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We’ve always suspected the WarioWare team must have invented some kind of instant brain-tapping gadget that sucks ideas out of their heads and converts them into mad little microgames. There’s no other way to explain the inventive insanity of the WarioWare series. If the designers had to explain their ideas to a programmer, the magic might evaporate.
Alternatively, perhaps they use Doctor Crygor’s patented Super MakerMatic 21. That’s what you get in WarioWare D.I.Y., and short of plugging wires into your head or learning to program computers and stuff like that, it’s as clean a method of cutting out the game-creation middleman as we can imagine. Once you figure out how to work it, anyway.
It can be quite boring to begin with. You have to go through some tutorials at the start, and in a rare instance of an overly self-indulgent translation job by Nintendo, all the important information is buried amid some long-winded comic sketches between the teacher and a clowning Wario. After about an hour of tapping at the screen to skip through page after page of rubbish jokes mixed in with the odd bit of sage advice and plenty of idiot-level repetition, we binned the rest of the tutorial and jumped straight into the Super MakerMatic, which was finally unlocked.
Luckily it’s so brilliantly designed that it’s possible to figure out almost everything with only a cursory glance at the instructions. The secret is its simplicity (you can only make games controlled by tapping an object with the stylus), and within its tight restraints it’s possible to create some completely amazing things.
You start by drawing some objects – a bowling ball and some pins, for example. Then you head into the Assembly screen and set them up where you want them to appear at the start of the game. Easy. When that’s done, you define the rules of the game, giving it some simple artificial intelligence. Tap the ball, select the option to tell it to move towards a target, and choose how fast it goes. Next up, you add AI to the pins, so they scatter when the ball touches them. Head back into the graphics editor and you can easily animate them falling over.
That’s basically it. You’ve just made a bowling game, although you might want to add some sound effects to make the animation more convincing, and maybe a moving target so there’s a bit of challenge to it. You could draw a background that looks like a bowling alley and give it a jaunty theme tune. Your first effort won’t take more than an hour before it’s looking very tidy.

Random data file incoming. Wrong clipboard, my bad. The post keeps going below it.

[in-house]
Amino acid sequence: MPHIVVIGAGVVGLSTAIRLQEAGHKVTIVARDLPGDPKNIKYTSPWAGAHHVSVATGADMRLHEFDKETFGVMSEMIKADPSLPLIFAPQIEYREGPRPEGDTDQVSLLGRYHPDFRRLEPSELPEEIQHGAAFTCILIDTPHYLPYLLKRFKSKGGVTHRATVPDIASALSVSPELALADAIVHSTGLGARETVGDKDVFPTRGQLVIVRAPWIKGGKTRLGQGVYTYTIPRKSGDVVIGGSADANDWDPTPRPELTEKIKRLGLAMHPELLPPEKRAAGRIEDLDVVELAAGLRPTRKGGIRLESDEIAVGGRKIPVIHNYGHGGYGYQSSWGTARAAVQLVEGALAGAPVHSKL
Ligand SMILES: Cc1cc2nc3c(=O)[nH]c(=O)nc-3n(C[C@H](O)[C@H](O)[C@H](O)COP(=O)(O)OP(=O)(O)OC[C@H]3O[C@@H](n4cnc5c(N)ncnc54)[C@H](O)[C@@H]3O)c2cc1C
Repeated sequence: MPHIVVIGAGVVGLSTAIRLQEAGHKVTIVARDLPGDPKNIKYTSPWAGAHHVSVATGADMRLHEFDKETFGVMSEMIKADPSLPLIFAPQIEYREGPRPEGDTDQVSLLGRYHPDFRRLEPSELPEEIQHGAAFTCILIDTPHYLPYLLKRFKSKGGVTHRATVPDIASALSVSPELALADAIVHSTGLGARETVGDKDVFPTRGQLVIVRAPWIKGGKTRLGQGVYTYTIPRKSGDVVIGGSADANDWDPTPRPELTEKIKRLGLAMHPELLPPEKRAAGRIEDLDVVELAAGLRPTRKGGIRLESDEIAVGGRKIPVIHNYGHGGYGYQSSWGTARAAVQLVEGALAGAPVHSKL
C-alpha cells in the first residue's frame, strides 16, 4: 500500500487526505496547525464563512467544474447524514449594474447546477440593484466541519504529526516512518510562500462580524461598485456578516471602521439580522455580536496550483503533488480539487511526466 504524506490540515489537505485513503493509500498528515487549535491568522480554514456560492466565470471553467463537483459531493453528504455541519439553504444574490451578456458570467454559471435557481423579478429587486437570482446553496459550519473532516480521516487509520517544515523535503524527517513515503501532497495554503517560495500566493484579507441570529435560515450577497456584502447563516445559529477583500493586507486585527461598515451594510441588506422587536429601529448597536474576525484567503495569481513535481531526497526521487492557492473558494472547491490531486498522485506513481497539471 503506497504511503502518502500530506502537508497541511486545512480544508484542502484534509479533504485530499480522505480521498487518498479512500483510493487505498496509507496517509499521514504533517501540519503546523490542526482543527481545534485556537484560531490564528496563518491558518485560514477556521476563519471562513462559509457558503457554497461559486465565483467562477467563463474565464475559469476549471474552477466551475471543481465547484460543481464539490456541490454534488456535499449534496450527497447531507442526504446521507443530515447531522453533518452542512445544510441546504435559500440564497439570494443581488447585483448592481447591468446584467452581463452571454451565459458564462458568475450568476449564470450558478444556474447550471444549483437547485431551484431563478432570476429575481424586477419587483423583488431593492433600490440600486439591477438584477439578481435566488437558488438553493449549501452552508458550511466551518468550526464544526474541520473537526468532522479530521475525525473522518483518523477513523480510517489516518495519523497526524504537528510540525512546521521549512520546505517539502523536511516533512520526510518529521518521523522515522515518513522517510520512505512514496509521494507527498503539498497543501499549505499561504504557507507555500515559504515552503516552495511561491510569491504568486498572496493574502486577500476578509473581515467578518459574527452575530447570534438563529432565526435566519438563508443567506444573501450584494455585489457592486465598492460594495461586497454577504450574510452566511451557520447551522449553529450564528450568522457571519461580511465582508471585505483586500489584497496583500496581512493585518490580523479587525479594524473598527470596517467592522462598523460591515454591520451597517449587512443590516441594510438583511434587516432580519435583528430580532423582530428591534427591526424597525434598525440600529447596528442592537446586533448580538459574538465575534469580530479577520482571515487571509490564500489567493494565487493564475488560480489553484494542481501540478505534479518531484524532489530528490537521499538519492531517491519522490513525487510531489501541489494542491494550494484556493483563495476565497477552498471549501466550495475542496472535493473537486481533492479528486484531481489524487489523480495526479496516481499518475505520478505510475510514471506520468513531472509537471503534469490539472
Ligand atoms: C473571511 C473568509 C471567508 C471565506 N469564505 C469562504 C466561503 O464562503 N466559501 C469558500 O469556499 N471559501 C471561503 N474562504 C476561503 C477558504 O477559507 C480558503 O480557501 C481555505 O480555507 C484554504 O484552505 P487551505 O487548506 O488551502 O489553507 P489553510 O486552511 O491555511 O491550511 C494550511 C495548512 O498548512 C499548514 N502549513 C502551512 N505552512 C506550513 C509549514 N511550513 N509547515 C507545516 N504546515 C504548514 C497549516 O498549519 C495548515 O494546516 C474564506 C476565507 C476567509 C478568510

Then the game is ‘shipped’ to your collection of home-made masterpieces, of which you can store up to 90. You’ll find a similar number of pre-made ones, which are also sent to the virtual game store every now and then and will compete with yours in some sort of arcane sales chart. You can also make records with a sequencer based on the commendably usable music editor you get with the game creation package, and four-panel monochrome comics, which offer plenty of mischievous potential.
It’s incredibly addictive, and eats up time like no other DS cart. We noticed we’d got a medal for spending ten hours designing games when we thought we’d done four or five, tops. The one essential component that this creative suite doesn’t offer as standard, though, is somebody to share your designs with. The more people you can make fun of in cruel minigames, and the more like-minded souls you can laugh about it with, the more fun you’ll get out of it. As satisfying as it may be to design a fully functional bowling game from scratch, it’s miles better to poke fun at your friends and family. If you want to recreate the time when Dad broke both his legs on that skiing holiday, WarioWare D.I.Y. is the perfect tool.
You can upload the games for viewing on your Wii or you can link up with other DS owners and share games. As long as you don’t lock your content to prevent editing, your friends will be able to refine your stuff, lifting entire backgrounds and animations to create variations that you can then play in sequence like a proper WarioWare game.
You’re limited to games that involve tapping the screen. You can only use one pre-defined palette of 16 colours. Animations run to a maximum of four frames, and music can only be two measures long. If it sounds extremely limited, that’s because it is, but working in such confines gives you the opportunity to let your imagination run riot. It’s as deep, as simple, as long-lasting and as hilarious as you want it to be.
Apr 6, 2010